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Inquiring Minds Want to Know: Soil Tube Races

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November 22, 2016 - Author:

WHAT YOU’LL NEED

  • Three empty 2-liter soda pop bottles (with caps)
  • Pea gravel or small stones
  • Sand
  • Clean plain clay kitty litter
  • Glasses of water
  • Measuring cups (optional)
  • Hot cocoa mix, food coloring, drink mix (optional)

WHAT TO DO

Remember: The purpose is NOT to teach a specific topic but to help children experience the excitement of science exploration!

GETTING READY

  1. Cut off the bottoms of the 2-liter pop bottles.
  2. Put holes in the caps of the bottles with a small nail or drill, and put the caps back on the bottles.
  3. Fill the bottles – one with gravel, a second with sand, and the last with kitty litter. Note: kitty litter can be dusty.

LET’S GO

  1. Have the children observe each substance (gravel, sand and kitty litter) and describe it using their own words. Describing how something feels is using observation made through touch to identify physical properties of each substance. What do you observe? How are the substances similar? Different?
  2. Have the children predict which soil tube water will run through faster.
  3. Give three children each a cup with the same amount of water and have them pour it into the open ends of the pop bottles. Were the children’s predictions correct? Why did the water run faster or slower through the bottles?

TALK IT OVER

If you poured water on the soil in your yard, what would happen?

What would happen if you poured water onto the sand at the beach?

What would happen if you poured water in a parking lot?

If the ground is already full of water from a lot of rain, will that change things?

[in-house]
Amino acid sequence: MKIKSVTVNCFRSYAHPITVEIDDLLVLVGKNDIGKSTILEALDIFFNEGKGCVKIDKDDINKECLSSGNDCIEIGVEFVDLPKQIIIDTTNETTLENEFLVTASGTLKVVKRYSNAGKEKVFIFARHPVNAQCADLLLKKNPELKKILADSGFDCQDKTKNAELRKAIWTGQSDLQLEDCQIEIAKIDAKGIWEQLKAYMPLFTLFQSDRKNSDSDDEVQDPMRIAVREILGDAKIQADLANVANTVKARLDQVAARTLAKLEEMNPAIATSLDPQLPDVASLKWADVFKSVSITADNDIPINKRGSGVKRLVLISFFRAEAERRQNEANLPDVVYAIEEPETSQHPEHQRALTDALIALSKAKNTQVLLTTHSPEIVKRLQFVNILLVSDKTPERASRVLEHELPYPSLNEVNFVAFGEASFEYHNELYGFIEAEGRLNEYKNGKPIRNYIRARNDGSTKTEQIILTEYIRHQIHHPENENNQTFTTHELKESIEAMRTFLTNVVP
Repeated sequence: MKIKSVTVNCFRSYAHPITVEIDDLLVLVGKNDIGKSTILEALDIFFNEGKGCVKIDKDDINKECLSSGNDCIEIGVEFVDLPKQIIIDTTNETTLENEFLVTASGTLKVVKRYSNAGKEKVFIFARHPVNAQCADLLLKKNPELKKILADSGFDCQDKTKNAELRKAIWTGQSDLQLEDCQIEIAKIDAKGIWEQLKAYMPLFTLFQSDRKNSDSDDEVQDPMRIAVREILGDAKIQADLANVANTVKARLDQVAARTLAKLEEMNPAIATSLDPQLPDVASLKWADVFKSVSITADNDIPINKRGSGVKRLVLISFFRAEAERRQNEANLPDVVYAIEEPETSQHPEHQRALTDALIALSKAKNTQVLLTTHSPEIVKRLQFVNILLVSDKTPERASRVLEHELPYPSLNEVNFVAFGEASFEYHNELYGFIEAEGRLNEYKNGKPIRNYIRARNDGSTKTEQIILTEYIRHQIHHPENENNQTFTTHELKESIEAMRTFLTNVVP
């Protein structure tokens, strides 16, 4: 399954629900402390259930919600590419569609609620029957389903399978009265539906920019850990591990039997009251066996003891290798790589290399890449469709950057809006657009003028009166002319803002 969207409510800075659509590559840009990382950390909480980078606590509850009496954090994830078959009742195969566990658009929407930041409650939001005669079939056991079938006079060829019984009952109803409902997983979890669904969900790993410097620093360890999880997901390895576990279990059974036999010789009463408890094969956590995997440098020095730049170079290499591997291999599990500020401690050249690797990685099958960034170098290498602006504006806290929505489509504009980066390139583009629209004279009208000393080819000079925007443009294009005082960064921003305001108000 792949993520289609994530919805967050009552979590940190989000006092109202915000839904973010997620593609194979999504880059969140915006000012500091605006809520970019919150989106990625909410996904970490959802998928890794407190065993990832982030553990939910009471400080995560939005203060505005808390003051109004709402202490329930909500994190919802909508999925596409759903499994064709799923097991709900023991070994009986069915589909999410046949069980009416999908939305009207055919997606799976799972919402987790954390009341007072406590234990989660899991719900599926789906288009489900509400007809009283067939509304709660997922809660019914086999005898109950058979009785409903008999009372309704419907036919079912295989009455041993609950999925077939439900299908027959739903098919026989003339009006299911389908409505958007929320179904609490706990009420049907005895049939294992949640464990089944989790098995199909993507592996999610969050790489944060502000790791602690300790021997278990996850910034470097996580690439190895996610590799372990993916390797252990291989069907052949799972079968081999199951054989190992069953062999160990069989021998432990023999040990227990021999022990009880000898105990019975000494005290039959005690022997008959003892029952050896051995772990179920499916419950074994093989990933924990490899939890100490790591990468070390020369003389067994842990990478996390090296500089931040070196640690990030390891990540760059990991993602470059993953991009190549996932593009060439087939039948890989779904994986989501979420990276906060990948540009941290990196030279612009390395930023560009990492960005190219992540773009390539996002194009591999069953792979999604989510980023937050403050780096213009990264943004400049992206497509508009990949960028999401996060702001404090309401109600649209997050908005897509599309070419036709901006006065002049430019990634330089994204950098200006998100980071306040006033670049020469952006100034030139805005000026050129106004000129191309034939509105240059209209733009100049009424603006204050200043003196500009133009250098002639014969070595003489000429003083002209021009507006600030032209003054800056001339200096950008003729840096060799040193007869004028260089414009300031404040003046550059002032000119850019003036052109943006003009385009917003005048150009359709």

How would this knowledge affect where you might put a house? A playground? A landfill?

GOOD TO KNOW 

  • Pour muddy water, food coloring, drink mix or hot cocoa through the tubes and see what happens. Do you predict that the soil will make the water clear? What do you observe?

If pollution is spilled on the ground, how would the soil affect how the pollution moved? 

  • Use two measuring cups – one to pour water in the top and the other to catch it at the bottom.

Do you predict that the same amount of water will come out as went in? Does all the water poured in the top come out the bottom? If not, where does some of the water go? 

Does your water come from water that moves through the soil? A reservoir? A lake? A river?

THE SCIENCE BEHIND IT

Most of us learned the water cycle a long time ago: 

  • The heat of the sun causes water to evaporate. 
  • The water condenses to form clouds. 
  • Precipitation in the form of rain or snow causes water to fall back to the earth. 
  • Repeat the process.

This leaves out a big portion of the water cycle. What happens when the water hits the surface of the earth? The simplified version that we were taught in school often does not take into account soils. Different types of soil allow water to move through at different speeds. That groundwater eventually comes to the surface in lakes, streams and wetlands, or is pumped from wells.

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Tags: 4-h, 4-h science and engineering, early childhood development, msu extension, school readiness, science & engineering

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